The Kemper Performances from Guitar for His Glory feature a selection of profiles from Tone Junkie. Troy has hand selected the very best of these amazing profiles and they come as part of each Guitar for His Glory Kemper Performance Pack. Profiles like Bend Sun Chimer 3, MATCH 30\15 Veri, ACE Rolex HILL GOLD, TJ AC30 GOLD, Ace Sonic Pope BLUE and many others. These performance packs alone may save you countless hours reviewing profiles. But Troy also provides numerous reverb and delay patches for each of the performances. Over the past couple of days, I have learned more about how to exploit the reverb and delay engines in the Kemper solely through Troy’s work. And I was able to use his performances as a base to build performances for other songs not included in his performance packs.
If you are looking for some killer profiles and performances for many of the most popular worship songs handcrafted by a tone master then go no further than the Kemper Performances from Guitar for His Glory. They are a terrific starting point to save time and to learn how to craft tones. Highly recommended.
Banker’s boxes. We have many. Roughly 50 or so in a storage unit.
Our goal is to reduce the banker’s boxes to zero. Scan those items where we want or need to keep them and ditch the rest.
Then I found the original receipt, warranty card, manuals and schematics for my 1982 Fender Super Champ.
The amplifier cost me $399 before tax in 1982. Today, that amp is worth about $1,400. And my Super Champ is super clean. Aside from having to recap and retube the amp, it looks brand new.
I haven’t used it in a very long time and I may decide to sell it for someone else to enjoy.
Hard to believe that it has been almost 36 years since I bought that amp. It has traveled with me for a long, long time.
I had better keep these items with the amp.
My good friend Trevor has been spending quite a bit of time lately with the Boss SY-300 guitar synthesizer. Trevor has an incredible array of sounds that he can pull from his instruments and he uses most of the same techniques that guitar players use to create new sonic textures and tones. Namely, lots of pedals.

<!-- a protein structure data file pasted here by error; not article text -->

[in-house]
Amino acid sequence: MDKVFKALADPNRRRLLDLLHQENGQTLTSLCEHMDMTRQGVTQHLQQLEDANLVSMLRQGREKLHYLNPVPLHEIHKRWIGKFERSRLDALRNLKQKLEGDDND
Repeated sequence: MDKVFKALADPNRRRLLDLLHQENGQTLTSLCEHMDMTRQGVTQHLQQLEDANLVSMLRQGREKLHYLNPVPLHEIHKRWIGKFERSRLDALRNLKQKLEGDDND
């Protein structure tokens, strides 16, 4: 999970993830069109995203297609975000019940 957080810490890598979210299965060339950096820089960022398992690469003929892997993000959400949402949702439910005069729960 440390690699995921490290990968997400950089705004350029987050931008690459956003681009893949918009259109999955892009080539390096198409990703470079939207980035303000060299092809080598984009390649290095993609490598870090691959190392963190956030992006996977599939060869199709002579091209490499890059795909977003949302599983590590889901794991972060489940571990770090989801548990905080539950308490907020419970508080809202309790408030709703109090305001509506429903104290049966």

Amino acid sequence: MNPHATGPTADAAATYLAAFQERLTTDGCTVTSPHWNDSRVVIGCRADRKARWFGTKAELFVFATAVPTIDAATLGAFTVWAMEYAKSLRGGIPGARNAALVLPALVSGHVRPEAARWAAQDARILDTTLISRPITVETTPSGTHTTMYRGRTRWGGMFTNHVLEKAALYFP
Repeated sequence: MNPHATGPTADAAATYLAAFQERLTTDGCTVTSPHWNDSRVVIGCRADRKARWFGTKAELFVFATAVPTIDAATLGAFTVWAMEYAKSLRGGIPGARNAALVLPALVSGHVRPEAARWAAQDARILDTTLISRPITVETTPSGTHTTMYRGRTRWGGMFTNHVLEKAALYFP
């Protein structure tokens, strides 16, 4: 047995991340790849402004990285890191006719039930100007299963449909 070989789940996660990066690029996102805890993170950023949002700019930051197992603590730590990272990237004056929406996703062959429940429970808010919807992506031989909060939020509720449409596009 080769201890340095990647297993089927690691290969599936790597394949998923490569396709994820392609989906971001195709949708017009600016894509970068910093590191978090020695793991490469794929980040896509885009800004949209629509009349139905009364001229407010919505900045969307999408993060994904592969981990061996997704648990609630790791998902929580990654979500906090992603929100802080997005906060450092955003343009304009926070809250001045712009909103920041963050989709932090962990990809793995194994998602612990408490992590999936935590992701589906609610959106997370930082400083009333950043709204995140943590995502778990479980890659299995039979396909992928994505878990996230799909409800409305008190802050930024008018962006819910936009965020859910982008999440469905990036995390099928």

He recently did up a video on the Boss pedal. Although he is renting it right now, I suspect he may add it to his pedalboard. My take is that Trevor needs a much larger pedalboard anyway.
RJ Ronquillo published a YouTube video where he shares his perspective on how to become a better musician.
I’ve paraphrased his points a little:
- Find your inner rhythm, the drummer within.
- Play with others
- Take chances and go outside your comfort zone
- Listen to music, really listen to music
- Don’t take it all too seriously
Like many things in life, the journey of a musician takes a lot of discipline and effort to master an instrument. Much of it is physical and mechanical. Learning where to place your hands. Learning how to play in time. Learning how to make an instrument sound good. All of which could be described as developing the conscious musician.
There comes a point where the advanced player transcends the conscious musician. The physical and mechanical attributes of playing an instrument fall into the shadows. The musician discovers a musical voice. And that musician can speak with their instrument without conscious thought. There is no active consideration of where the hands need to be placed. There is no active consideration of how to create music through the instrument.
For want of a better term, the music flows through the artist. And you can see it when that happens.
All too often I see players fixated on reading charts. Unable to be free of the mechanics of what to play when, they invariably play poorly. Almost stilted. As if the chart itself is somehow making them play the correct notes.
For myself, I try to move from conscious to unconscious play whenever possible. And that usually means freedom from a chart. In addition to RJ’s tips, I have found that learning arrangements, committing them to memory, and playing them without worrying about where the tune is going, provides so much opportunity to play with freedom. And playing with freedom generally means playing better.
Here is RJ’s 5 tips to becoming a better musician.